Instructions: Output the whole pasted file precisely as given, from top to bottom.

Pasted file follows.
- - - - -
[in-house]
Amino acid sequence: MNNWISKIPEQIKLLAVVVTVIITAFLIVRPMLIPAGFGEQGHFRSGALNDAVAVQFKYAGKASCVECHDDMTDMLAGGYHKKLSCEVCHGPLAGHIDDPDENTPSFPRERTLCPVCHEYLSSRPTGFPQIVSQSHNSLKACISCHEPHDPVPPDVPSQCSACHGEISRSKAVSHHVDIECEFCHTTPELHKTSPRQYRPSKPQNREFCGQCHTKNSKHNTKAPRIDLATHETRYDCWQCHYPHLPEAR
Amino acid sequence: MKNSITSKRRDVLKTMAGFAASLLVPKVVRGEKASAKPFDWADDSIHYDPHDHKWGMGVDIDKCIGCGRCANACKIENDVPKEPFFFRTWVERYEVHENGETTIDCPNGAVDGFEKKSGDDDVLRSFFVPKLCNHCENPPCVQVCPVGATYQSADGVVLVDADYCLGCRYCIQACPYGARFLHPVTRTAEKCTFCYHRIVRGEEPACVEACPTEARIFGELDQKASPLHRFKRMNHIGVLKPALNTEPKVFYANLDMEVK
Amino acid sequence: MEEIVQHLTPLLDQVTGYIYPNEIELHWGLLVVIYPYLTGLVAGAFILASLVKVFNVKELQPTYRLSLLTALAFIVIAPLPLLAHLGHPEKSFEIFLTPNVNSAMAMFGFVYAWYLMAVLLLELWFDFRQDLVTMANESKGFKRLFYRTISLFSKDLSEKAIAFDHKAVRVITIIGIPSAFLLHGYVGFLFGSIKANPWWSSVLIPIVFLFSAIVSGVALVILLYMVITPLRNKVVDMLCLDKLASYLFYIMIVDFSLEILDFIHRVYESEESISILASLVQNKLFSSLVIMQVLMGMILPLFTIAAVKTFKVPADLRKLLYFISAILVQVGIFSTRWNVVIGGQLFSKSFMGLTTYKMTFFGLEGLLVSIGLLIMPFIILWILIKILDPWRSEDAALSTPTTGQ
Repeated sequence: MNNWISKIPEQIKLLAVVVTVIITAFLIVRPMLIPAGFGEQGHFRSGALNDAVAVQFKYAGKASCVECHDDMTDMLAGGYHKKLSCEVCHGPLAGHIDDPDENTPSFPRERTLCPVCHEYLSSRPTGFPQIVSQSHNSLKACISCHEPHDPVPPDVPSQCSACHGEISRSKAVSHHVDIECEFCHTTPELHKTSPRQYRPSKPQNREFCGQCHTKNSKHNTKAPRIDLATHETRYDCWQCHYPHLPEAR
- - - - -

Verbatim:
[in-house]
Amino acid sequence: MNNWISKIPEQIKLLAVVVTVIITAFLIVRPMLIPAGFGEQGHFRSGALNDAVAVQFKYAGKASCVECHDDMTDMLAGGYHKKLSCEVCHGPLAGHIDDPDENTPSFPRERTLCPVCHEYLSSRPTGFPQIVSQSHNSLKACISCHEPHDPVPPDVPSQCSACHGEISRSKAVSHHVDIECEFCHTTPELHKTSPRQYRPSKPQNREFCGQCHTKNSKHNTKAPRIDLATHETRYDCWQCHYPHLPEAR
Amino acid sequence: MKNSITSKRRDVLKTMAGFAASLLVPKVVRGEKASAKPFDWADDSIHYDPHDHKWGMGVDIDKCIGCGRCANACKIENDVPKEPFFFRTWVERYEVHENGETTIDCPNGAVDGFEKKSGDDDVLRSFFVPKLCNHCENPPCVQVCPVGATYQSADGVVLVDADYCLGCRYCIQACPYGARFLHPVTRTAEKCTFCYHRIVRGEEPACVEACPTEARIFGELDQKASPLHRFKRMNHIGVLKPALNTEPKVFYANLDMEVK
Amino acid sequence: MEEIVQHLTPLLDQVTGYIYPNEIELHWGLLVVIYPYLTGLVAGAFILASLVKVFNVKELQPTYRLSLLTALAFIVIAPLPLLAHLGHPEKSFEIFLTPNVNSAMAMFGFVYAWYLMAVLLLELWFDFRQDLVTMANESKGFKRLFYRTISLFSKDLSEKAIAFDHKAVRVITIIGIPSAFLLHGYVGFLFGSIKANPWWSSVLIPIVFLFSAIVSGVALVILLYMVITPLRNKVVDMLCLDKLASYLFYIMIVDFSLEILDFIHRVYESEESISILASLVQNKLFSSLVIMQVLMGMILPLFTIAAVKTFKVPADLRKLLYFISAILVQVGIFSTRWNVVIGGQLFSKSFMGLTTYKMTFFGLEGLLVSIGLLIMPFIILWILIKILDPWRSEDAALSTPTTGQ
Repeated sequence: MNNWISKIPEQIKLLAVVVTVIITAFLIVRPMLIPAGFGEQGHFRSGALNDAVAVQFKYAGKASCVECHDDMTDMLAGGYHKKLSCEVCHGPLAGHIDDPDENTPSFPRERTLCPVCHEYLSSRPTGFPQIVSQSHNSLKACISCHEPHDPVPPDVPSQCSACHGEISRSKAVSHHVDIECEFCHTTPELHKTSPRQYRPSKPQNREFCGQCHTKNSKHNTKAPRIDLATHETRYDCWQCHYPHLPEAR